Several punk rockers are listed in this version of Songs That Didn’t Make the Hot 100, along with some popular songs that will have you wondering whether it actually is possible to hit the Hot 100.
“Blitzkrieg Bop” – The Ramones (1976). Hitting the charts would NOT be considered punk. Just ask Green Day, who has had practically all punk status stripped from them due to two Top 10 hits and a Broadway play. The Ramones are the grandfathers of punk; they only managed a #66 hit during their long career; “Blitzkrieg Bop” is among their best.
“Helpless” – Sugar (1992). It’s astounding that this group never had a Hot 100 hit. Led by ex-Hüsker Dü frontman Bob Mould, Sugar had a raucous but melodic sound that shook the airwaves of alternative radio in the 1990s. I could interchange half a dozen songs here, but this is among their most deserving.
“Marlene on the Wall” – Suzanne Vega (1985). Vega had a worldwide smash with “Luka,” which reached #3 in the U.S., but her first album was virtually unheard of. This jewel from the soft, folk-tinged, self-titled debut reached only #83 in the UK – nowhere in the U.S.
“Gloria” – Patti Smith Group (1976). Patti Smith was another founding member of the U.S. punk rock scene, and her group’s single “Gloria” was released the same year as the Ramones’ “Blitzkrieg Bop.” The single did just as well as her contemporaries’ single did – nowhere. It may have been because of the lyrics – “Jesus died for somebody’s sins / But not mine“. No worries – she would hit #12 two years later with “Because the Night.”
“The Way” – Fastball (1998). Fastball had moderate success with “Out of My Head,” which reached #20, but their signature hit was “The Way,” which inexplicably missed the Hot 100, despite hitting #2 on the Adult Top 40 chart, #1 on the Alternative chart and #5 on the Airplay chart. Go figure.
“California” – Phantom Planet (2002). You may recognize “California” as the theme song for Fox TV’s “The O.C.” Phantom Planet only released a promo single in the U.S., so it didn’t make the Hot 100, but they released it all over Europe, where it hit #9 in the UK, #3 in Austria and #2 in Italy. Pretty good for a song named after a U.S. state.
“MoneyGrabber” – Fitz & the Tantrums (2011). Another head-scratcher. “MoneyGrabber” hit #2 on the Adult Alternative Song chart and #33 among Hot Rock Songs. It was even certified gold for selling 500,000 units. But no Hot 100. Either I’m missing something, or Billboard’s formula went all out of whack.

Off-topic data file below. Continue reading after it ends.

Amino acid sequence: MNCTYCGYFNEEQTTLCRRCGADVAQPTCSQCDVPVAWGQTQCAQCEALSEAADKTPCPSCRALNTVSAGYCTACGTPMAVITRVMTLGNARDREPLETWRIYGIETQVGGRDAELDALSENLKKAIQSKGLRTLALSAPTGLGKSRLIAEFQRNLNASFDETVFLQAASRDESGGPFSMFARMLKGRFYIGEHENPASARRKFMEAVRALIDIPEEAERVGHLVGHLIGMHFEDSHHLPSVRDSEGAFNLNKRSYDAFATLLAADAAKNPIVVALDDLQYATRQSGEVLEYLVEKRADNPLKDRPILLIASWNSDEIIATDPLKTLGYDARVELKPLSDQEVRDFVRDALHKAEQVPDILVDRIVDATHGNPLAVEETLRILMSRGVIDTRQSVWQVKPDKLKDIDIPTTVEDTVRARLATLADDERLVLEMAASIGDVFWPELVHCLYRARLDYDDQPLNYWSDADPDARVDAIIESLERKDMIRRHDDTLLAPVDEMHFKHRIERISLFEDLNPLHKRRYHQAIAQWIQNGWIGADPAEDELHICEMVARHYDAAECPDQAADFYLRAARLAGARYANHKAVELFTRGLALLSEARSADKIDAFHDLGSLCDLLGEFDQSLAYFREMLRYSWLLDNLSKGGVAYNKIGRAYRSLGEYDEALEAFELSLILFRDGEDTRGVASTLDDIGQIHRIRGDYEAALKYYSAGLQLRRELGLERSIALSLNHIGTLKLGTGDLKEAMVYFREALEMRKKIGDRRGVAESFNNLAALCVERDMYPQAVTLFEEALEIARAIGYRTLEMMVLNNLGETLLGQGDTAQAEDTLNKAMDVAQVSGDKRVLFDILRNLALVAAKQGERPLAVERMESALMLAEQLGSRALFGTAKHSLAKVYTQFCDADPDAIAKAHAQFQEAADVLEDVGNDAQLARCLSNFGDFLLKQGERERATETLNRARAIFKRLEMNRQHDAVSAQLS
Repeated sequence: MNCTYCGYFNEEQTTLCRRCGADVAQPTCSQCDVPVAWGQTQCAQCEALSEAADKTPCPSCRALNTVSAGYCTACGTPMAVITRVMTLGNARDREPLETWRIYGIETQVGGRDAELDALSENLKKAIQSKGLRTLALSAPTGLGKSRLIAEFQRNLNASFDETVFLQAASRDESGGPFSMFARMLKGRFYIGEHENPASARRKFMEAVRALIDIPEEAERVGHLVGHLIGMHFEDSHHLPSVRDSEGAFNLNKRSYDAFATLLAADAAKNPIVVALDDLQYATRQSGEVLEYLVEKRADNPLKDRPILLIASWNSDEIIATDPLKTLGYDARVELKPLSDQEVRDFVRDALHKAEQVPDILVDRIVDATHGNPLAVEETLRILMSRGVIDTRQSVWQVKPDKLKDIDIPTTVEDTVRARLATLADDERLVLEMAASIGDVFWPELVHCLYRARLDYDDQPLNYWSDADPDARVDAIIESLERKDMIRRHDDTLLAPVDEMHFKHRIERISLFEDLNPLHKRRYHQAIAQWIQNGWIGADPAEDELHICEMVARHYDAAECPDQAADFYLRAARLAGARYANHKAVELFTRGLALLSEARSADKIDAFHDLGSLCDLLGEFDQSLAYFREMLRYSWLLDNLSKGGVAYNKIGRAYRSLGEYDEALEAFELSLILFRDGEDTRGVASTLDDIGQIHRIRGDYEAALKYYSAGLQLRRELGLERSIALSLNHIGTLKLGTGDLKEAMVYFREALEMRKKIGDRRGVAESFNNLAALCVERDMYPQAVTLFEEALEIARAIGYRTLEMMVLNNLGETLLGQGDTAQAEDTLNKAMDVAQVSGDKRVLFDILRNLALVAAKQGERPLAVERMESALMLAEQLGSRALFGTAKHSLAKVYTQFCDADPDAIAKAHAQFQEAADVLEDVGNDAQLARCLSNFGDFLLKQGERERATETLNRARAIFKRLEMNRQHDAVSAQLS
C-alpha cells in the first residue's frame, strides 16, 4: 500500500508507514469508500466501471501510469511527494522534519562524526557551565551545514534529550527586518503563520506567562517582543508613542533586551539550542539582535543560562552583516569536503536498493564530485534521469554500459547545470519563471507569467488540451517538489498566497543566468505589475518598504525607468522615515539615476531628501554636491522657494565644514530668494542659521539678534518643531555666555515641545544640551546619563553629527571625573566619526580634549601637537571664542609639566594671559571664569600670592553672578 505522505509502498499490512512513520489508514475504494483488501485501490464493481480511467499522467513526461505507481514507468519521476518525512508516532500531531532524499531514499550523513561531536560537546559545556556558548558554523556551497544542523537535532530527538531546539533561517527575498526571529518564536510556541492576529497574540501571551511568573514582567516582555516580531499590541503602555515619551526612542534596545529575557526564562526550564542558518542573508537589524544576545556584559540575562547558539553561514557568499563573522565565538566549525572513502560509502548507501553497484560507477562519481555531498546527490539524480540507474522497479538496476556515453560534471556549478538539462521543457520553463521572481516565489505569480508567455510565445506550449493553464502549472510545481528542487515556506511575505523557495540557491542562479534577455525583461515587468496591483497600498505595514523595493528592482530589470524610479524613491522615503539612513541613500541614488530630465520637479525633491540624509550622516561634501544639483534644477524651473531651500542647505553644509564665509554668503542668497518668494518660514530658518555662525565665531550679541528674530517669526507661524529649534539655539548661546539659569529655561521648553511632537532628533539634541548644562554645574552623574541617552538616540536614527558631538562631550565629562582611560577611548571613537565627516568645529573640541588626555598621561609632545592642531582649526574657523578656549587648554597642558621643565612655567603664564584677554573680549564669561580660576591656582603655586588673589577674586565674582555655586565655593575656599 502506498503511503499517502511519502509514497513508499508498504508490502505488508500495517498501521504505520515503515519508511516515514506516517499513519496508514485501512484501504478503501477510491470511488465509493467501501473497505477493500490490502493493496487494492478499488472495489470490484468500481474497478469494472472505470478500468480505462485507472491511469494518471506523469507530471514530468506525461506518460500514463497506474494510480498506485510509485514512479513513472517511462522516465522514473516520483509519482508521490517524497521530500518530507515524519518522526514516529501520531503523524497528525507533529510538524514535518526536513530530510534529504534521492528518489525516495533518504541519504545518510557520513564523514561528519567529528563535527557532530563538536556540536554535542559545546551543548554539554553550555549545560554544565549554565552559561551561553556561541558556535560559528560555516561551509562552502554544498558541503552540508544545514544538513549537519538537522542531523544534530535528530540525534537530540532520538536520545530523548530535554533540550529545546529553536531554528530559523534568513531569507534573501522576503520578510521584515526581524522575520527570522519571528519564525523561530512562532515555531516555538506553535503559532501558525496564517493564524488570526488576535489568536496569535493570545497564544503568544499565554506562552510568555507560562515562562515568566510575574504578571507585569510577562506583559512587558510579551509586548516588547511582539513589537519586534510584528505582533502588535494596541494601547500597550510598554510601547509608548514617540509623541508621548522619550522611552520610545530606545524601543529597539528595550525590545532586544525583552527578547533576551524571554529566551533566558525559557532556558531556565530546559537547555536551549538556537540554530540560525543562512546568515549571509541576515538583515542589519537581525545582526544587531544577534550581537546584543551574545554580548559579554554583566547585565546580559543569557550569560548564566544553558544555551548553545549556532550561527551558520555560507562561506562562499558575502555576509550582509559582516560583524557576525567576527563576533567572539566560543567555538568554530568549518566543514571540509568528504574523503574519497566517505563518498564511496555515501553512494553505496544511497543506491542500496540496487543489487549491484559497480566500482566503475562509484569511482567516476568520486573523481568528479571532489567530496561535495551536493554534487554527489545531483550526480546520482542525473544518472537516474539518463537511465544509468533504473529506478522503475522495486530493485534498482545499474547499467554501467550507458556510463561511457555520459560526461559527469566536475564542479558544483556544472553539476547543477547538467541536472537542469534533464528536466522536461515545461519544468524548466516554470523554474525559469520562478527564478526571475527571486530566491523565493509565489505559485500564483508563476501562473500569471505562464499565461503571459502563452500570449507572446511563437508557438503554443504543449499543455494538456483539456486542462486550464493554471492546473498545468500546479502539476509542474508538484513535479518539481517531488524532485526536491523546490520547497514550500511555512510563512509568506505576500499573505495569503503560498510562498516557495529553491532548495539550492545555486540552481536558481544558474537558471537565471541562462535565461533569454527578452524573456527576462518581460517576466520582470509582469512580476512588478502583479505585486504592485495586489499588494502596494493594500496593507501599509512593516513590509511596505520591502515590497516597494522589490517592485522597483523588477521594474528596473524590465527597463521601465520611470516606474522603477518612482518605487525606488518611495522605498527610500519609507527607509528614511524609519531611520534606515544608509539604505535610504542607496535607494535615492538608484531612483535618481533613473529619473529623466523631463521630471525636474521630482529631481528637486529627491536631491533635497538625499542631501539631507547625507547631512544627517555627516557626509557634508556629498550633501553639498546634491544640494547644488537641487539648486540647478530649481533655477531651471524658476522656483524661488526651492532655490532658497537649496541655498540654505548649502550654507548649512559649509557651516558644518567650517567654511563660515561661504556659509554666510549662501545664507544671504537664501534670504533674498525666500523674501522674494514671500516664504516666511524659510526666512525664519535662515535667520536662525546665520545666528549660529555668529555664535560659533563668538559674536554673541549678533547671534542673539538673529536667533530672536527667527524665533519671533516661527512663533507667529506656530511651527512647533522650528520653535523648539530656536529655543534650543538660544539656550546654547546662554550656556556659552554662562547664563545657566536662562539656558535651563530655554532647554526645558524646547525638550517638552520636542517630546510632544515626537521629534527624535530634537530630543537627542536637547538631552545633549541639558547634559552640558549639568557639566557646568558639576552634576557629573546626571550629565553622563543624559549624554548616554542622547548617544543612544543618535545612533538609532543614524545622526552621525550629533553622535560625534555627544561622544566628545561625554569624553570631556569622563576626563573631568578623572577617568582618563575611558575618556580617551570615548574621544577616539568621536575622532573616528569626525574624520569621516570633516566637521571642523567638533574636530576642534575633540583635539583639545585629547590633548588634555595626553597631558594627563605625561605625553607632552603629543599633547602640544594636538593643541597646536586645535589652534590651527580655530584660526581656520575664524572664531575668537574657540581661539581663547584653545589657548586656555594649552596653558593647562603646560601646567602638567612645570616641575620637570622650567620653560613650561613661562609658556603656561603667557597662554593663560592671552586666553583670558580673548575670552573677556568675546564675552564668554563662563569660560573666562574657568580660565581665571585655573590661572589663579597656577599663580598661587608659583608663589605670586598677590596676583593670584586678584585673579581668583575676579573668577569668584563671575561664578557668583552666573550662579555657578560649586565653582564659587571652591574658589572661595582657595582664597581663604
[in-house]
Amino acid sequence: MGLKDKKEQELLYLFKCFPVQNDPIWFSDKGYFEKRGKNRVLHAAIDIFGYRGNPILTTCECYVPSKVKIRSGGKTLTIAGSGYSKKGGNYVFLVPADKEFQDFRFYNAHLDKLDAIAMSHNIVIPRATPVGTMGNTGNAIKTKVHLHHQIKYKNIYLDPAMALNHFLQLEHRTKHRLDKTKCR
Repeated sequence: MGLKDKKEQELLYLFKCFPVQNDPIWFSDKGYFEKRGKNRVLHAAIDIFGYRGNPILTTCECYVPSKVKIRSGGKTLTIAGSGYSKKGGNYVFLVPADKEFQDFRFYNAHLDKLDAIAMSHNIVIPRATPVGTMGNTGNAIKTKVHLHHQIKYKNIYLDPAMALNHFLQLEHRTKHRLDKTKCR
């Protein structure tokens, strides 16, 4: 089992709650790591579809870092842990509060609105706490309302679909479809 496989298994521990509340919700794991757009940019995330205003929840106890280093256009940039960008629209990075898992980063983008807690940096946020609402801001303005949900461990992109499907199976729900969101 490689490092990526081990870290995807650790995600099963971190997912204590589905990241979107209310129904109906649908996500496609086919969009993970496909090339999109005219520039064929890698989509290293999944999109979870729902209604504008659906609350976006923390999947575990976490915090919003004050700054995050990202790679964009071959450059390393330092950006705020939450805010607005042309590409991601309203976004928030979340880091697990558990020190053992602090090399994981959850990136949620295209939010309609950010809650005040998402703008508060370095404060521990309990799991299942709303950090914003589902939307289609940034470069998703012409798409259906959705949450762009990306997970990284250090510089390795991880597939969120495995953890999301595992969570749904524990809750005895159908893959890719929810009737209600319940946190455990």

“(What’s So Funny ‘Bout) Peace, Love and Understanding” – Elvis Costello (1978). Another punk rocker (I use the term loosely here), Elvis Costello has never had any luck with the charts; his other well-known song, “Alison,” didn’t hit the Hot 100 either. This song, written by Nick Lowe and ranked as the 284th best song of all time in 2004 by Rolling Stone magazine, initially appeared on the B-side of Lowe’s 1978 single “American Squirm,” credited to “Nick Lowe and His Sound.” So no A-side, and no Hot 100.
“Into the Groove” – Madonna (1985). Whaaa? Madonna missing the Hot 100 at the height of her popularity with one of her best-known songs? Call it a conspiracy between the record company and Billboard. According to Wikipedia, “Into the Groove” wasn’t released as a single because record company execs feared it would compete with “Angel,” the third single from Like a Virgin. It was eventually released as the B-side to the maxi-single of “Angel,” making it ineligible to enter the Billboard Hot 100 or Hot Singles Sales charts.
“Heal the Pain” – George Michael (1991). A rare dud by George Michael, “Heal the Pain” deserved better. But it was more of the lightweight, heartfelt acoustic fare that was present on Listen Without Prejudice Vol. 1. After the successes of “Praying for Time” and “Freedom ’90,” other singles flopped, with “Waiting for the Day” hitting only #27, and this one and two others missing the Hot 100.
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